Thursday, 13 March 2014

Study of Glass and Light

It was with great trepidation that I approached the portion of my acrylics class that required us to practice painting still life. Partly because I never cared for representational art nor understood the point of most still life paintings. The other reason was, I thought I would make a horrible mess of it.
At school my drawings and paintings never looked much like the object I was trying to depict, it seems to be me that to the layman, a picture  is 'good' because they can recognize within the work the object that is being represented. While I have never subscribed to this idea myself, there is still the awareness that, if you are trying to master painting, painting from life is an important exercise, even if you don't intend to continue in that vein and branch off into a more abstract or conceptual direction.
Therefore I approached the exercise with an open mind as best I could. It was very difficult, and I was not impressed with the result. But I did learn a huge amount about composition, light and color.  At some point I realized that you have just stop looking at what you are trying to paint and work with the canvas/surface making decisions that will convince the viewer of the object/s although it may not be directly, visually accurate.

That painting I created showed me where I had gone wrong and where to focus in the next class. So I chose in the next class to paint a group of glass jars - in the previous still life there was a glass jar that didn't work and looked more like a tin can.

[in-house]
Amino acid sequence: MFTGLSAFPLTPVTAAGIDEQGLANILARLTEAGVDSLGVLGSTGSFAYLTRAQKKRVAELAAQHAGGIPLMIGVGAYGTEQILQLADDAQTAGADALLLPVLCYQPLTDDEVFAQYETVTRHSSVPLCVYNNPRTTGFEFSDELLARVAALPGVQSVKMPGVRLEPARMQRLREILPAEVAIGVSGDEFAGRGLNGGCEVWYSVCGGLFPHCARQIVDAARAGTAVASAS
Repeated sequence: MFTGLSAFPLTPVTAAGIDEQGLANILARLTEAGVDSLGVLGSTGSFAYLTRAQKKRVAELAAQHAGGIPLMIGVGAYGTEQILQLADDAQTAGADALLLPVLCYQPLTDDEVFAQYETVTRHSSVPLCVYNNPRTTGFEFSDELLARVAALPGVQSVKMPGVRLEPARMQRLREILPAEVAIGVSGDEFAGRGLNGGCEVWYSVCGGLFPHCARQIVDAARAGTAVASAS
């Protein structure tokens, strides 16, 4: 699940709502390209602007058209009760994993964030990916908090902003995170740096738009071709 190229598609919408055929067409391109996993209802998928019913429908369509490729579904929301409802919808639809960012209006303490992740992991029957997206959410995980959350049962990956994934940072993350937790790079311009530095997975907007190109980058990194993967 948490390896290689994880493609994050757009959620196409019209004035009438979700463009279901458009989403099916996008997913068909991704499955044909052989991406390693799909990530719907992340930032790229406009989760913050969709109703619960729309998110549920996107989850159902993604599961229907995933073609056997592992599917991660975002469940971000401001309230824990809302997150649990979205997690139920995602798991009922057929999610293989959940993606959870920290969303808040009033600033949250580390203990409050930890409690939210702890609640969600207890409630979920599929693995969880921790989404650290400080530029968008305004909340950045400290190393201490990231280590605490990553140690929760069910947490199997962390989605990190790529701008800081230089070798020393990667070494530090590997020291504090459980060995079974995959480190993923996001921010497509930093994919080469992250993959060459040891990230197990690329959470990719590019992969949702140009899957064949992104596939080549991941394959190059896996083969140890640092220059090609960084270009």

Here is the result. Not perfect but I thoroughly enjoyed doing it. It was much tougher than I thought it would be.

Again, perfect it is not. For example the jar on the far right was poorly done, the size is too squat and the mouth is not well defined, the bottle in the middle is asymmetrical and the base on the far left one is a mess, lacking depth and with too much heavy colour. BUT I do love the lettering on the far right jar and I like the base of the central bottle. Also think the shadowing works ok and the mouth of the jar on the far right isn't bad.  Now I can understand why Giorgio Morandi spent so much time painting vessels...